- Cheminformatics Tools For Drug Discovery
University of Calcutta, India
Title: Development of QAAR models to explore the selectivity profile of PPAR α, δ, and γ modulators
Achintya Saha, Professor and Head, Department of Chemical Technology, University of Calcutta, India has 20 years teaching and research experience in Pharmaceutical fields, especially in Drug Design through Cheminformatics techniques. He completed his PhD in Pharmaceutical Technology from Jadavpur University, India and did Post-doctoral research in University of North Carolina, USA. He has published more than 100 papers in peer reviewed journals.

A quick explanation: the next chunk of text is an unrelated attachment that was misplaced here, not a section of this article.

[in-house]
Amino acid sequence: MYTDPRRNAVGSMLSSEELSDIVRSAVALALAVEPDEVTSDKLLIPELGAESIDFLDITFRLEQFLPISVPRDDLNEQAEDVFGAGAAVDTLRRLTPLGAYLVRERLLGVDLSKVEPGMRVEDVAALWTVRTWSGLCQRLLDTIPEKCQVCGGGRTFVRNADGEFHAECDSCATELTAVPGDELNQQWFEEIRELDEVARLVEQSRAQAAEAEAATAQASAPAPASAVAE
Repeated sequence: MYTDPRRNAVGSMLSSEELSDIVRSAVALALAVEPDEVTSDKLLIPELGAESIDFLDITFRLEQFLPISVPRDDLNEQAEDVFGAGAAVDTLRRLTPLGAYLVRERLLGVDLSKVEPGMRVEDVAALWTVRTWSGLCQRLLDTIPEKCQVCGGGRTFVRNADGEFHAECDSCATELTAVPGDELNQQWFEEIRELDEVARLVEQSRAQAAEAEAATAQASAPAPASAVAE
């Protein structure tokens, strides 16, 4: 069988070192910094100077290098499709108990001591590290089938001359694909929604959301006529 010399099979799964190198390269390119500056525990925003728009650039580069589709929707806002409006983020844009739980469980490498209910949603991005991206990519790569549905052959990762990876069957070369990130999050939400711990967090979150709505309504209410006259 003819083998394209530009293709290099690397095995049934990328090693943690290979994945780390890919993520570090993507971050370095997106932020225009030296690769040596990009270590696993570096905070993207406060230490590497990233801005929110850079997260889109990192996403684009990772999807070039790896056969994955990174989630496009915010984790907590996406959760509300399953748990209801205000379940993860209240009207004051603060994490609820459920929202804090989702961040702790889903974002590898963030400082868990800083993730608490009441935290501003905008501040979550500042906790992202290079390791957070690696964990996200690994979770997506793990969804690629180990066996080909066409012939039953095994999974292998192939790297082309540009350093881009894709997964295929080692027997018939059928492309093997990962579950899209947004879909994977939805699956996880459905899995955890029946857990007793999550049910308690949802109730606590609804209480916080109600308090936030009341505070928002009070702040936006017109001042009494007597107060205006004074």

Disease related to metabolic syndrome is an interesting topic to the researchers throughout the world. The peroxisome proliferator-activated receptors (PPARα, δ, and γ) are the members of the nuclear receptor family, which play important roles in regulation of metabolism, inflammation, and cell differentiation, it is seemed to be very much related with metabolic syndrome. These receptor subtypes are very much interrelated on the basis of their homology and the active catalytic sides. In the present approach, quantitative activity-activity relationship (QAAR) has been performed to develop the relationship between selectivity of modulators of each subtypes over others. It is observed that there is a positive influence of γ and δ subtypes modulators, whereas α and δ subtypes modulators have a negative influence on each other. Similarly, it is also seen that the descriptor contribution is different for each subtypes. For the γ and δ selectivity, the descriptors- electrotopological state keys (JX), atom type indices (Atype_O_59), jurs (Jurs-RPCG) and atom pairs indices T(S..F) have opposite contribution to develop the QAAR model. But for the α subtype modulation, different type descriptors, such as ETA descriptor (ETA_Shape_X), constitutional indices (nAB), functional group counts (nCONHRPh and nHDon), and atom type indices (Atype_F_84, Atype_N_71 and Atype_C_34) show the importance of selectivity contribution.